I’m here to dispel the myths that surround Northeast Indian food—the cuisines of the frontier states of Arunachal Pradesh, Assam, Manipur, Meghalaya, Mizoram, Nagaland, Sikkim and Tripura. So I’ll start with the very items that, for most of us, define Indian food: oil and masala. Northeastern food will have none of it. Bland, but also hot; pungent, but also aromatic; healthy, but also fatty—these antithetical adjectives can all be used to describe a meal from the Northeast, which is incomplete without a steaming platter of rice and various green vegetables. Poultry (duck, geese, chicken), beef, pork and freshwater fish provide the protein, but the most defining aspect of northeastern cuisine is the minimal use of spice. A chilli or two (enough to spark the fire), ginger, garlic, occasionally sesame and a few local herbs are all it takes to get that distinctive flavour.
What follows is an exploration of how each state measures up on the culinary scale, as well as the signature dishes you must try.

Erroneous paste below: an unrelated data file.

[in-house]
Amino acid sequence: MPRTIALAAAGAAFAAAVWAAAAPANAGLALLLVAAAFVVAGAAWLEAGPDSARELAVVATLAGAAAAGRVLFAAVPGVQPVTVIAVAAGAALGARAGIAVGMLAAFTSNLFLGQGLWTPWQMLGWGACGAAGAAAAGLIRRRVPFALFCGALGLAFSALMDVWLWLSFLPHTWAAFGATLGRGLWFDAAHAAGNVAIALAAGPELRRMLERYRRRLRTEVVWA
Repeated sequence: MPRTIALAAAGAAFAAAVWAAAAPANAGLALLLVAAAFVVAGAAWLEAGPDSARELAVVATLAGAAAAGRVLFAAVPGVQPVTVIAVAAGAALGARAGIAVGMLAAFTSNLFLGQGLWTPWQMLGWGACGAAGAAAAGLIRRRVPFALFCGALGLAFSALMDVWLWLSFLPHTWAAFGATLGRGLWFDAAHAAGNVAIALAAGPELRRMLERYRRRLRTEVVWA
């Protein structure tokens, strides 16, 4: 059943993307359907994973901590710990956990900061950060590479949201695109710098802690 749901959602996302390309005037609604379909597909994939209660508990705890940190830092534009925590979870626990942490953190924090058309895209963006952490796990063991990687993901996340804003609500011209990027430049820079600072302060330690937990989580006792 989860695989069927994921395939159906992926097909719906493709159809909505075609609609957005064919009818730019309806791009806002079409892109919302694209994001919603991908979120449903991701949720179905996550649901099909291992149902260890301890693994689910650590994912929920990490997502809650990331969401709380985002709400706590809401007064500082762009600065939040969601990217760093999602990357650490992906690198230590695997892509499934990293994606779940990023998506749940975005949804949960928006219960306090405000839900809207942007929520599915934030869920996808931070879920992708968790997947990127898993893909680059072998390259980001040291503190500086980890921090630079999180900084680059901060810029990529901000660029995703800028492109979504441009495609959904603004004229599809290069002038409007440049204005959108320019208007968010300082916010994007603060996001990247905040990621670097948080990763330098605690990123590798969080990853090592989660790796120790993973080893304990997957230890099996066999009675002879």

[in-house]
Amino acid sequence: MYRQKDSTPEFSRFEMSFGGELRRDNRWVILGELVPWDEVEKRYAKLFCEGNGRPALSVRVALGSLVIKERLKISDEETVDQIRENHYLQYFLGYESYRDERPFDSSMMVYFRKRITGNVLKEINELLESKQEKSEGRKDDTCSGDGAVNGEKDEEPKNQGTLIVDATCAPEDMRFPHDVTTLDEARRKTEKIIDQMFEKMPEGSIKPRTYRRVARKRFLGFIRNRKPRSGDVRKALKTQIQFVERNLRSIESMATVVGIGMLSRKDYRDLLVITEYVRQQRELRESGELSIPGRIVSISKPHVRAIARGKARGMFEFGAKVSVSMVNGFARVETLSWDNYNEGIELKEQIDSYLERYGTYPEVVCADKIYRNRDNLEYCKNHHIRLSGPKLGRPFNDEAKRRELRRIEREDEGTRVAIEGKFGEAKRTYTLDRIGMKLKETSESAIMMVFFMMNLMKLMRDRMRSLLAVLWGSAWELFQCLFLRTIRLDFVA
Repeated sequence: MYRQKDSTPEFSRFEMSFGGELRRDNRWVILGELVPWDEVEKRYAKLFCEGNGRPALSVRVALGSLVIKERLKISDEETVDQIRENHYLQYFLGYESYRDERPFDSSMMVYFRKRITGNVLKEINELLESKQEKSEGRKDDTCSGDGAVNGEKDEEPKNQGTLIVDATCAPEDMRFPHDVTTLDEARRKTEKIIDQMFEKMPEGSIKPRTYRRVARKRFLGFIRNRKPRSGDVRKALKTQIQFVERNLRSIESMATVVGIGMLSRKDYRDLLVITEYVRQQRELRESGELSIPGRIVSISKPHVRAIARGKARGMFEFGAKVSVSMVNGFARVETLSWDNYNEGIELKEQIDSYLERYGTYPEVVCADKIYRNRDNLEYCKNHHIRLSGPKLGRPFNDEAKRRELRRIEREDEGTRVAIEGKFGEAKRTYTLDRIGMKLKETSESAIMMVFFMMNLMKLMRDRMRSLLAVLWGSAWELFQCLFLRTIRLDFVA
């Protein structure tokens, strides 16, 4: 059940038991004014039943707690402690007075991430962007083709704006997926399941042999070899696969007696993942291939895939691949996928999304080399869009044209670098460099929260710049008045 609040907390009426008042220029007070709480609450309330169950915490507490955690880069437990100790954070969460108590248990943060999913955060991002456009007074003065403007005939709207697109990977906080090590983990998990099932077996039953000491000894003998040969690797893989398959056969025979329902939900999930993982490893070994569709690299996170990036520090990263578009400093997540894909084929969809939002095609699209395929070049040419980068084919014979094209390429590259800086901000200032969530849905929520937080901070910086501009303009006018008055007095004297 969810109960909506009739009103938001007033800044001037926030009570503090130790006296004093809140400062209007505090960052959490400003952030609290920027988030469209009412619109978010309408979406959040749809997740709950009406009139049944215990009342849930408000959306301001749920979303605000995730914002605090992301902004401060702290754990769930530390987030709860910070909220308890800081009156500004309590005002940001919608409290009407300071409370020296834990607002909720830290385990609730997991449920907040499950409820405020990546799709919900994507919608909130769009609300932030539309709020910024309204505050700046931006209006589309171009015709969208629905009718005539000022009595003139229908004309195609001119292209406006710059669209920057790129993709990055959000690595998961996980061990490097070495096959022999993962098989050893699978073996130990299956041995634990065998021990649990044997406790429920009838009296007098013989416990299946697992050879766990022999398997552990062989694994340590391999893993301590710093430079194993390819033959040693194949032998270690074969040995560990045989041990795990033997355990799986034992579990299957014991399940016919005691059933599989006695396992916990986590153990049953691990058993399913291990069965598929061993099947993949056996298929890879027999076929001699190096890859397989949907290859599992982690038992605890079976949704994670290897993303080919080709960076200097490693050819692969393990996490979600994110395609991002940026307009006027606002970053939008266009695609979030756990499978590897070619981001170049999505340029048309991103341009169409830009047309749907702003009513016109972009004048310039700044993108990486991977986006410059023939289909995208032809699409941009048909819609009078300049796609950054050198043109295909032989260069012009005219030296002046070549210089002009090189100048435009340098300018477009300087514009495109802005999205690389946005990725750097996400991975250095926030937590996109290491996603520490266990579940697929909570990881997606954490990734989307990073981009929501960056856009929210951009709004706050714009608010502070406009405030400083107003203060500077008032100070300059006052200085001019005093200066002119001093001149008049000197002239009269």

You will find dog meat and hornet larvae on sale in a section of Kohima’s Mao Market, but those are just a few of the ingredients that go into Naga cooking. The state is home to more than 15 tribes and each has its own style of cooking. Akhuni (fermented soy bean), for instance, is an important element for the Seema tribe, whereas the Lothas use bamboo shoot as an essential ingredient; and the Aos use anishi, made from dried yam leaves, to flavour their pork dishes.
In general, Nagas love poultry and fish—but they also relish their pork and beef. In fact, many Nagas rear animals to be slaughtered at feasts, and keep a stock of smoked and salted meat to be used through the year. The meat is first smoked over a large kitchen fire at home, and then it is fermented underground for longevity.
The simplicity of preparation and the use of freshly available herbs are what make Naga cooking very unique. Often, the meat is just cut into large chunks, with only the most basic of condiments, such as ginger, garlic, mejenga seeds (similar to Sichuan pepper) and onions, used to add a kick to it. As a matter of fact, sometimes all that are used to enhance the taste of the meat are salt and chillies.
Speaking of chillies, one can’t discuss Naga food without mentioning the very spicy raja mirchi. Widely acknowledged as one of the hottest chillies in the world, it’s used in generous quantities (and sometimes as the main ingredient) in the food here. The chillies provide heat without the heavy masalas used in the plains.